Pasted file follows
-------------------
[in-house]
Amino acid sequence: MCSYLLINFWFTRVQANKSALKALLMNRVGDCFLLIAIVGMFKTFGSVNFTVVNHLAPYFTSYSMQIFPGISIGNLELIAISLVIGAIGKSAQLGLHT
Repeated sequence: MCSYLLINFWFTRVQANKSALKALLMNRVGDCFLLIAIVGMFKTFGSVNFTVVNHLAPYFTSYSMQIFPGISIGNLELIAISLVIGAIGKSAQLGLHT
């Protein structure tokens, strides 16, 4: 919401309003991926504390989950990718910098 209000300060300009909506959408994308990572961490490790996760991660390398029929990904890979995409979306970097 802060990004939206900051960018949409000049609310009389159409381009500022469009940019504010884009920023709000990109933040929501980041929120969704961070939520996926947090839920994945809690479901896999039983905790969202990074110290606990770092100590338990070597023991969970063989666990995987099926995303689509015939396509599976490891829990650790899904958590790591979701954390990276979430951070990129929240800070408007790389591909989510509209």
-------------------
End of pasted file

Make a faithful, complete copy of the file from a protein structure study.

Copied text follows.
[in-house]
Amino acid sequence: MCSYLLINFWFTRVQANKSALKALLMNRVGDCFLLIAIVGMFKTFGSVNFTVVNHLAPYFTSYSMQIFPGISIGNLELIAISLVIGAIGKSAQLGLHT
Repeated sequence: MCSYLLINFWFTRVQANKSALKALLMNRVGDCFLLIAIVGMFKTFGSVNFTVVNHLAPYFTSYSMQIFPGISIGNLELIAISLVIGAIGKSAQLGLHT
């Protein structure tokens, strides 16, 4: 919401309003991926504390989950990718910098 209000300060300009909506959408994308990572961490490790996760991660390398029929990904890979995409979306970097 802060990004939206900051960018949409000049609310009389159409381009500022469009940019504010884009920023709000990109933040929501980041929120969704961070939520996926947090839920994945809690479901896999039983905790969202990074110290606990770092100590338990070597023991969970063989666990995987099926995303689509015939396509599976490891829990650790899904958590790591979701954390990276979430951070990129929240800070408007790389591909989510509209």